Having worked outside on the Hustlers series, diCorcia delved further into street photography. As he explained, “The elements which call into question the normal relationship of appearance to truth in photography are, for most artists of my generation, tools to enrich the experience of work rather than ends in themselves.”2 Taking the work of Garry Winogrand in particular as a starting point, diCorcia reinvigorated the genre in the 1990s by freezing the ebb and flow of a city sidewalk in images such as Los Angeles and New York. By arranging flashes and stationing his camera at a precise location, he suspended slices of time in images that have the quiet stillness of Old Master paintings. For his series Streetwork (1993–97) and Heads (2000–01), he took thousands of photographs, of which he selected only a handful for inclusion. Unlike other practitioners of street photography, diCorcia never wanted his images to propagate a moral truth or instigate social change.

Don Hudson

I was born in Detroit, Michigan in 1950 and have lived in the area my entire life. In 1972 I decided to act on my love of photography and enrolled in art school. During my two years there I studied the language, both the history and the history-in-making, honed my technical skills, and most importantly, began an association with like-minded souls playing the game of photography. For 40 years, through peaks and valleys of activity, my playing of the game has been about my personal relationship with how the camera describes the appearance of truth in a photograph. You will have to look at the photographs for further explanation. I consider myself a thoughtful, and proudly amateur photographer. A book of my photographs from the last century, From The Archives, has recently been published in France.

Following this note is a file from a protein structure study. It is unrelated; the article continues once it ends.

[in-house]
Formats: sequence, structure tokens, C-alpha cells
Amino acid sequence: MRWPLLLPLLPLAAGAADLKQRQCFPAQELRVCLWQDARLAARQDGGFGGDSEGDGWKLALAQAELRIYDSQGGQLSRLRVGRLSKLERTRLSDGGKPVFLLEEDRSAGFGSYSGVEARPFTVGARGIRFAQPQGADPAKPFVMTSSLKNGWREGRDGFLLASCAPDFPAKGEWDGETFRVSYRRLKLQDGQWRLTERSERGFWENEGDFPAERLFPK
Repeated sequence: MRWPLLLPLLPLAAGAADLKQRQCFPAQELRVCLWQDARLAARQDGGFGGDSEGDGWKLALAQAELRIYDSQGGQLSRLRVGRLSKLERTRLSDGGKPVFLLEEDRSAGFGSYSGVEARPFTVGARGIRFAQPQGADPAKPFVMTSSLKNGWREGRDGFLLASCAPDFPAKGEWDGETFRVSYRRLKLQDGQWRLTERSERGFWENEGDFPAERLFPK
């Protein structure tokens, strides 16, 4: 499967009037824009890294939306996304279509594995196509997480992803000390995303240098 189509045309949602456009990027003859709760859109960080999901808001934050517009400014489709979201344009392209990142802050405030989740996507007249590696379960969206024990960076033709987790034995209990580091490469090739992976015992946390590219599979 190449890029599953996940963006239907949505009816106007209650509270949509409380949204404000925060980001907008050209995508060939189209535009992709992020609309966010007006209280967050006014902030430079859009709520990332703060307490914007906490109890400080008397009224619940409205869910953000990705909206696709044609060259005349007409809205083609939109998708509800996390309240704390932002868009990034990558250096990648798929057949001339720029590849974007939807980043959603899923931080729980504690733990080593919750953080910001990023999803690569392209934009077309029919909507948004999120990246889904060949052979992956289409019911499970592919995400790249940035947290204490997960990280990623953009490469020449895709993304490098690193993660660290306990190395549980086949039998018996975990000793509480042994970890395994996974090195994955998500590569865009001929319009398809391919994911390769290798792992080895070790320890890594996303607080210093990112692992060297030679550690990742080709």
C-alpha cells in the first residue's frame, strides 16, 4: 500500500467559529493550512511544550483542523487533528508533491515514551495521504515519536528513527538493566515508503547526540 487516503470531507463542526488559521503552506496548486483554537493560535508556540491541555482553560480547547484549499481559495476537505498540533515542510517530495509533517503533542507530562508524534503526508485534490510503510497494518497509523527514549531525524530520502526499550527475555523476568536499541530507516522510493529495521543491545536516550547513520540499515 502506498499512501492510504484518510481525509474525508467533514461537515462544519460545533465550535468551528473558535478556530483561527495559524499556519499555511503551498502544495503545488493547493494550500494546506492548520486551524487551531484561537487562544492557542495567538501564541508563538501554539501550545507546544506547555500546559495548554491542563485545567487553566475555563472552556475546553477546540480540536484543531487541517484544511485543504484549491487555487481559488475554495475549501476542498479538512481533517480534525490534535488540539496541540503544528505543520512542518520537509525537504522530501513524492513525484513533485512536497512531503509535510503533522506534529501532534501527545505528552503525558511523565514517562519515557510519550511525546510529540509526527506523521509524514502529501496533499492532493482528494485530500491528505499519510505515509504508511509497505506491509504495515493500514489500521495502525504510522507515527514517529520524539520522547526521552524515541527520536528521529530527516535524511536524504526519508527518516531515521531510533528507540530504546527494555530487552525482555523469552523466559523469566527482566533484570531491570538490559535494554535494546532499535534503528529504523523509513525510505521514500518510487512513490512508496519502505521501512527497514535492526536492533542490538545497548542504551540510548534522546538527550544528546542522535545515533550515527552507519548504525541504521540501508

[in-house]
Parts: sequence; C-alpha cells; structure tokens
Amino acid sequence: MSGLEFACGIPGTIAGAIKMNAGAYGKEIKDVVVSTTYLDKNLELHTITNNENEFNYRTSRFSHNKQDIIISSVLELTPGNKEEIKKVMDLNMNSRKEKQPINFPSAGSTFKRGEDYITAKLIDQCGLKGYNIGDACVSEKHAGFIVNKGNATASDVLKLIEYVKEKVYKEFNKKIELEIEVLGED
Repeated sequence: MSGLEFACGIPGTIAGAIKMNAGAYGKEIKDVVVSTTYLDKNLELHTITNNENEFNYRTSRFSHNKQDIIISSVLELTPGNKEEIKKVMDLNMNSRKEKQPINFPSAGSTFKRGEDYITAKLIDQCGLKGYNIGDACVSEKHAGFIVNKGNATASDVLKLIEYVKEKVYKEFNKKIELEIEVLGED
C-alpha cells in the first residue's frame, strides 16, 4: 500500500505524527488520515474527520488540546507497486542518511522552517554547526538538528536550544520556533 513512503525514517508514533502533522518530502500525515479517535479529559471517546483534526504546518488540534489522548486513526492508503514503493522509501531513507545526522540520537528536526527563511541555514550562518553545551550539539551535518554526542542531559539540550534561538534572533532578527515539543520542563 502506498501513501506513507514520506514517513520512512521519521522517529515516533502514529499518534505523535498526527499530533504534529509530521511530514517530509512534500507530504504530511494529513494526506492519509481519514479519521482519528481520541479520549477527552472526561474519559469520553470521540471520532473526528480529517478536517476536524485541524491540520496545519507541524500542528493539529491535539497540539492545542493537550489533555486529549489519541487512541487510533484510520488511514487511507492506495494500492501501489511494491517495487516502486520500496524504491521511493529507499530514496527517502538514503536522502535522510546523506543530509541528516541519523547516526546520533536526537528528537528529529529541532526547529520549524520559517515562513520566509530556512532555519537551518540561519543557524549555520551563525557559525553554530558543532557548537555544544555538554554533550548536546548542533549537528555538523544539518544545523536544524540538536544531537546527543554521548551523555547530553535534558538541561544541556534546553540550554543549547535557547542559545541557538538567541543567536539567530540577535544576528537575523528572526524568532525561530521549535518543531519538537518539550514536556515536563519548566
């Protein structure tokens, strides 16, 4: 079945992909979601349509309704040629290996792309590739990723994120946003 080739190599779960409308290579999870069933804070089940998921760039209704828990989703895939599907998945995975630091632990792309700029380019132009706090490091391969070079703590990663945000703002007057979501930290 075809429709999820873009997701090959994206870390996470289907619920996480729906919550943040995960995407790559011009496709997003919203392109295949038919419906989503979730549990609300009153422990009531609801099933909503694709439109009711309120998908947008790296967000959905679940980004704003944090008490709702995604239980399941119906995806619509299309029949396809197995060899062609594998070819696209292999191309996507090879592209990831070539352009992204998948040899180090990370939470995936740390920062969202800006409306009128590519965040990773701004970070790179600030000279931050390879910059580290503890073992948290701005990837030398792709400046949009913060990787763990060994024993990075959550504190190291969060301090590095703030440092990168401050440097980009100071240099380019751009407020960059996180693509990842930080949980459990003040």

Don Hudson

I was born in Detroit, Michigan in 1950 and have lived in the area my entire life. In 1972 I decided to act on my love of photography and enrolled in art school. During my two years there I studied the language, both the history and the history-in-making, honed my technical skills, and most importantly, began an association with like-minded souls playing the game of photography. For 40 years, through peaks and valleys of activity, my playing of the game has been about my personal relationship with how the camera describes the appearance of truth in a photograph. You will have to look at the photographs for further explanation. I consider myself a thoughtful, and proudly amateur photographer. A book of my photographs from the last century, From The Archives, has recently been published in France.

Don Hudson

Alice & Peter Gowland

Alice and Peter photographed beautiful women in the glamour and pin-up style for over sixty years. In fact, the New York Times named him “America’s No. 1 Pin-up Photographer.”

While best known for beautiful “pin-ups,” they also photographed children, numerous celebrities and the historic southern California beach lifestyle they lived. Many of the celebities they photographed were also their friends – Jayne Mansfield, Jonathan Winters, Muhammad Ali and Raquel Welch are among the people they captured on film.

Peter was sent to Germany as a photographer during WWII. His work during the war are a sublime contrast to the pin-ups he was known for. In addition, the Gowland team sold over 1000 magazine covers and photographed for Playboy and countless advertising campaigns. With their expertise, Peter and Alice traveled the world giving lectures on photography and wrote over 35 books and guides related to portrait and glamour photography.

Discontent with the cameras available, Peter branched out. He invented and sold 21 different kinds of cameras, the most popular being the Gowlandflex twin lens 4 x 5 still used by many professionals.

Peter was born into the Hollywood life, the son of English character actor Gibson Gowland and actress Sylvia Andrew. As a young man he spent many years on the sets working as a double and background actor. It was there that he first observed glamour lighting, which was the foundation for his future career.